REVIEW | doi:10.20944/preprints201911.0265.v1
Subject: Life Sciences, Microbiology Keywords: craft brewing; saccharomyces cerevisiae; saccharomyces eubayanus; hybrids; 4-vinyl guaiacol; non-conventional yeasts; evolutionary engineering; artisanal fermented food; natural biodiversity
Online: 24 November 2019 (04:35:23 CET)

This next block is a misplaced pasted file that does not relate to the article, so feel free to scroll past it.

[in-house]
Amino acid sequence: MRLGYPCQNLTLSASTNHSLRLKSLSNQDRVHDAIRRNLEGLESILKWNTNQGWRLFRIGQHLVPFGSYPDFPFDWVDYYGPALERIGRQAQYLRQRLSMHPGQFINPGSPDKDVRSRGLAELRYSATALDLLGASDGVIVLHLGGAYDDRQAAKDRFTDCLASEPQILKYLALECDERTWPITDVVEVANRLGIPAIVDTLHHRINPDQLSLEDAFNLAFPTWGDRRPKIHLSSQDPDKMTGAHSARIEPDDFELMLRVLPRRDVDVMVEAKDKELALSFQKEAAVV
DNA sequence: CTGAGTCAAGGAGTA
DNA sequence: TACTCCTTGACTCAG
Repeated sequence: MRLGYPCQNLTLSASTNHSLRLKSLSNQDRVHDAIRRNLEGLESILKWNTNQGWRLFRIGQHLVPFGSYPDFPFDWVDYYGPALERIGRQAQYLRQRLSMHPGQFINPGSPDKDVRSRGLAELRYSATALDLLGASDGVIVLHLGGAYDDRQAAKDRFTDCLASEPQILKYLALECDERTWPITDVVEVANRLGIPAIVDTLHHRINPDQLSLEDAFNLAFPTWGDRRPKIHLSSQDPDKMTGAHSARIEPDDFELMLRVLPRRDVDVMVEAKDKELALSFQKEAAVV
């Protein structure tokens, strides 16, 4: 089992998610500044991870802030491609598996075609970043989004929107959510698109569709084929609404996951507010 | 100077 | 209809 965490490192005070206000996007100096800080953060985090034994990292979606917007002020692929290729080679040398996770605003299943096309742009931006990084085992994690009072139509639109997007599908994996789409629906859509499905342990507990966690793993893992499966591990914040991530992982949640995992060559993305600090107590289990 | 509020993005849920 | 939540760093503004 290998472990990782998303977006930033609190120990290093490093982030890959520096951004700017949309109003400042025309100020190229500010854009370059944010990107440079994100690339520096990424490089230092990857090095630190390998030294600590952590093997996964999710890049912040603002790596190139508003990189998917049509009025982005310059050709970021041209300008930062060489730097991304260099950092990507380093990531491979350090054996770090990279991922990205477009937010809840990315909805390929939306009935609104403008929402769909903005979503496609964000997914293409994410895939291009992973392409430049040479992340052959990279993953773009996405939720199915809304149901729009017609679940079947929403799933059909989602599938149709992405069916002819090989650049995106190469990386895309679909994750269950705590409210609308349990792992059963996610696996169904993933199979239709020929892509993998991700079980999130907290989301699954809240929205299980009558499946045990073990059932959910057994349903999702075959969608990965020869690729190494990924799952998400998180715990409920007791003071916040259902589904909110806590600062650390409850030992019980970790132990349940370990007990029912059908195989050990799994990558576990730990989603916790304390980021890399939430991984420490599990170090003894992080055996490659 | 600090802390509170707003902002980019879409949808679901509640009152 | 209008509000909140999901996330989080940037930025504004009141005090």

Beer is a fermented beverage with a history as old as human civilization and its productive process has been spread all around the world becoming unique in every country and iconic of entire populations. Ales and lagers are by far the most common beers; however, the combination of raw materials, manufacture techniques and aroma profiles are almost infinite, so it is not surprising to notice that there is a large amount of different beer styles, each of them with unique characteristics. Nowadays, diversification is becoming increasingly important in the brewing market and the brewers are continuously interested in improving and extending the already wide range of products, especially in craft brewery. One of the major components that can have a deep impact on the final product is yeast, since it is able to convert carbohydrates in wort, especially maltose and maltotriose, into ethanol, carbon dioxide and other minor aroma-active compounds. Saccharomyces cerevisiae (top‐fermenting yeasts used to produce ales) and Saccharomyces pastorianus (cryotolerant bottom‐fermenting hybrids between S. cerevisiae and Saccharomyces eubayanus responsible for the fermentation of lagers) are most used in breweries. However, an increasing number of different yeast starter cultures are commercially available, to improve the production efficiency also at relative low temperatures and to obtain desirable and diversified aroma profiles avoiding undesired compounds. Four main genetic engineering-free trends are becoming popular in craft brewing yeast development: 1) the research for novel reservoirs as source of new performant S. cerevisiae yeasts; 2) the creation of synthetic hybrids between S. cerevisiae and Saccharomyces non-cerevisiae in order to mimic lager yeasts by expanding their genetic background; 3) the exploitation of evolutionary engineering approaches; 4) the usage of non-Saccharomyces yeasts either in co-coculture or in sequential fermentation with S. cerevisiae. In the present work we summarized pro and contra of these approaches and provided an overview on the most recent advances on how brewing yeast genome evolved and domestication took place. Finally, we delineated how the correlations maps between genotypes and relevant brewing phenotypes can assist and further improve the search for novel craft beer starter yeasts.